Those responsible for the organization’s work include Director of Pediatric Intensive Care Dr. Sion Houri, who is also the chairman of the medical team, and Dr. Akiva Tamir, the chief pediatric cardiologist. Both are founding members of SACH. SACH’s only surgeon is Dr. Lior Sasson, who worked closely with Cohen for nine years.
One of the most important elements of SACH’s work is the trips to far-flung regions of the world to screen and diagnose children who will undergo treatment in Israel. Local doctors gather groups of 100 to 150 children whom they believe may have treatable heart problems.
In addition to the screenings and diagnosis, the SACH team performs on-the-spot treatments while training the host country’s medical staff. Ethiopia’s only cardiologist, who has also been trained to perform closed heart surgery, was trained by SACH. In Zanzibar, the only heart ECHO technician is a SACH trainee.
It is clear that a great source of pride for all of those involved in the program is SACH’s treatment of children from the Palestinian Authority, even in these troubled times. They work in conjunction with two organizations, Light to the Nations and the Palestinian Children’s Relief Fund. These organizations both refer the children to SACH and work to raise donations to help pay for the operations.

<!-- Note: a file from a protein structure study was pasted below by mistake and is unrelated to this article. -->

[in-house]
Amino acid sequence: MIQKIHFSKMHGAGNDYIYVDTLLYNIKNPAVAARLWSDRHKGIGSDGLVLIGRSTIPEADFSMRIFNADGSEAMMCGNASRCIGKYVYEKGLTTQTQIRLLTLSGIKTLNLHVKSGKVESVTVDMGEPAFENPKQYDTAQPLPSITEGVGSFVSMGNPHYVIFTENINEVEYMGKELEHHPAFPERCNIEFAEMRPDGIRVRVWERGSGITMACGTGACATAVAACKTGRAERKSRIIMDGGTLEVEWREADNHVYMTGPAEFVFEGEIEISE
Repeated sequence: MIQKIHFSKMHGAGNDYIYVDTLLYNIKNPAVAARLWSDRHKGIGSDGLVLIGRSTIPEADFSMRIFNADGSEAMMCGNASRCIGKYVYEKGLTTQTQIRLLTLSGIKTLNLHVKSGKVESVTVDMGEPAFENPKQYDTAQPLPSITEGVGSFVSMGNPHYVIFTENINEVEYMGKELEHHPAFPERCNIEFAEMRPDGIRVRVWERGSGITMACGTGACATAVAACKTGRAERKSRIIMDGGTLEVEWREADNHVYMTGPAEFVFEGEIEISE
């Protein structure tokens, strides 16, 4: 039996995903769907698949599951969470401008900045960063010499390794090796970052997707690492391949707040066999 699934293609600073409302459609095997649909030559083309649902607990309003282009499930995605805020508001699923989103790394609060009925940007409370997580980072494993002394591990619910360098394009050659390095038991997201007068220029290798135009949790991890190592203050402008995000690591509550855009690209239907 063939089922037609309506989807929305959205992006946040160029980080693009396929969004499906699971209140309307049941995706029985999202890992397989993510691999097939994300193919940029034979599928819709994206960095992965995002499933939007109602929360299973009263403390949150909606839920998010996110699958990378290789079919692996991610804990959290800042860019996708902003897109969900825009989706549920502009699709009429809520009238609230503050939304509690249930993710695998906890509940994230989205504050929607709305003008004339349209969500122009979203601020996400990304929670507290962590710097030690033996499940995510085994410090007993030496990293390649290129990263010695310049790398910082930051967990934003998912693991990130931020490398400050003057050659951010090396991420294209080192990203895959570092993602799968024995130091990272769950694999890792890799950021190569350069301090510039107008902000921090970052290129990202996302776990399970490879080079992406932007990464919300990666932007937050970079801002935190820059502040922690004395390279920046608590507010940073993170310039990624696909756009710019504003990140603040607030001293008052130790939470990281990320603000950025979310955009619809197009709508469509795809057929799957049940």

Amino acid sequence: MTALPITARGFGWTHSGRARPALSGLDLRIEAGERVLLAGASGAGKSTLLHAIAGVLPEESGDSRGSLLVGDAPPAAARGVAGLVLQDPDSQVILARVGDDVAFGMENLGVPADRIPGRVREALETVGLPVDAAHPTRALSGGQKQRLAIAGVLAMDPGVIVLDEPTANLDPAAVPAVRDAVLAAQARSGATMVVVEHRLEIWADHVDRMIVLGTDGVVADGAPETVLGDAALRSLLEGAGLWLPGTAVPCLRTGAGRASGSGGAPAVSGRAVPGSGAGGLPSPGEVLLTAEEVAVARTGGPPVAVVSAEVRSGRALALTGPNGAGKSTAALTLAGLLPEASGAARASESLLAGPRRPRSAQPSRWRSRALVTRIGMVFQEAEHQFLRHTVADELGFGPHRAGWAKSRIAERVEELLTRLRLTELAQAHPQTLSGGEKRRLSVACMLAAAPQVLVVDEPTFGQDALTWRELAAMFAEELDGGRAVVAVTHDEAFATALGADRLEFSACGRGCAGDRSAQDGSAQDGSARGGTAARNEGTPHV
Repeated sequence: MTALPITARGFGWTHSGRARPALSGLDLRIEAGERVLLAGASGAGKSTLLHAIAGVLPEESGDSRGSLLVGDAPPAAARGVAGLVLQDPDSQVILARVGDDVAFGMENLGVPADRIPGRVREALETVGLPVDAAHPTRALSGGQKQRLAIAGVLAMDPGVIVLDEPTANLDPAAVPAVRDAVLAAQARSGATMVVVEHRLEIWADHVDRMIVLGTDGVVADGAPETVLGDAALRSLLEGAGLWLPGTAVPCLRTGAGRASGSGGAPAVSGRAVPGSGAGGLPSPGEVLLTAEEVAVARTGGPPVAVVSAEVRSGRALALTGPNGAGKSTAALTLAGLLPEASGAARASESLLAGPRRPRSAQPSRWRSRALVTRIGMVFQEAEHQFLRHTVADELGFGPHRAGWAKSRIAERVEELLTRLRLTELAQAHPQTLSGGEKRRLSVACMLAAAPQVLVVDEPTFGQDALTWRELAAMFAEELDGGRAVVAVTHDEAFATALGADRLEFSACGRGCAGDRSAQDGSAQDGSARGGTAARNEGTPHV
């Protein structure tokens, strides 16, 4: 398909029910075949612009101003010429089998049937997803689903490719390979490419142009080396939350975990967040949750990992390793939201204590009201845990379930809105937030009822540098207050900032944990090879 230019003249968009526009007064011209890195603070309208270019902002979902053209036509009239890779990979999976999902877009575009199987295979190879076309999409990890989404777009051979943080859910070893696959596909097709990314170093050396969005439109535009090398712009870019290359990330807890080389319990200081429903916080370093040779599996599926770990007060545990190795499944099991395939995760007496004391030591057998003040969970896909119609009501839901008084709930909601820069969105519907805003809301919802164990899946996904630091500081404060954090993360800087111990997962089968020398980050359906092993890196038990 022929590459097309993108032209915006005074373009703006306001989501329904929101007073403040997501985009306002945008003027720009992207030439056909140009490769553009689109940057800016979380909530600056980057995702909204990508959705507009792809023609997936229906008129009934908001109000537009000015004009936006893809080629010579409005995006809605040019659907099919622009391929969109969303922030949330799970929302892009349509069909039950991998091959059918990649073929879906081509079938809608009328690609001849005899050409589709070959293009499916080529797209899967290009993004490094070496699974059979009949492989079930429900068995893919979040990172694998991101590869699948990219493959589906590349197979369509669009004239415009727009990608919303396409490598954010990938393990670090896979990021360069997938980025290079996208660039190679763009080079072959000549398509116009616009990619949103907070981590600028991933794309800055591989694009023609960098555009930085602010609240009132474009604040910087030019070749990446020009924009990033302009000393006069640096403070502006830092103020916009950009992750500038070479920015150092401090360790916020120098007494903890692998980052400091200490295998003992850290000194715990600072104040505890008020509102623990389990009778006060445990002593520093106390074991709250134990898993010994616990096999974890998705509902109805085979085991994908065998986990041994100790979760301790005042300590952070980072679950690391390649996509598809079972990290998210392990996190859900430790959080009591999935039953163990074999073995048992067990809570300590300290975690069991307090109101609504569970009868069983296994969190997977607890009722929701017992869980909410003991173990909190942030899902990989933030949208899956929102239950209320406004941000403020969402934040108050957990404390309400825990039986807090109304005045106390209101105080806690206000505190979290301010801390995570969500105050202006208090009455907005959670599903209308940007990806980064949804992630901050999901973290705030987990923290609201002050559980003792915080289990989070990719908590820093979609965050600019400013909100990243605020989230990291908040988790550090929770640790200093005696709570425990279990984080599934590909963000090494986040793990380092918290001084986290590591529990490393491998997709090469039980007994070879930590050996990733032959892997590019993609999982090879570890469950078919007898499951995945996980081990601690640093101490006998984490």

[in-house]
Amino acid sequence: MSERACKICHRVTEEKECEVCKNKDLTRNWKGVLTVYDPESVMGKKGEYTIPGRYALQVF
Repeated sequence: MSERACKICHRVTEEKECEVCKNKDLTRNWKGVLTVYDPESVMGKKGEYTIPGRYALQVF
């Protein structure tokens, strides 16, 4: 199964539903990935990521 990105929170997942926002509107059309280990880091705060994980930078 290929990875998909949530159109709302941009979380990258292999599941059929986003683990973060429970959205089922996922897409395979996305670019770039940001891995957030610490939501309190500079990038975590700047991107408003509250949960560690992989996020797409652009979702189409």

Sasson, Houri, and Tamir all pointed out the difference in the Palestinian families’ attitudes before and after the operations. The doctors explained that the families are typically scared before the operation, their wariness of being “in the lion’s den” being quite apparent. After the operation, as the families see their children getting better, there is a marked difference in their behavior and they become more relaxed. Referring to the connection with the Palestinian Authority, Houri said that Cohen used to say, “We are an island of sanity amidst the insanity.”
“We encounter the human aspect of this conflict and this is our contribution to the peace process,” Sasson said. “The people that we encounter are people you can make peace with. It is my hope that each family whose child has been treated by us will go back and become an ambassador of peace.”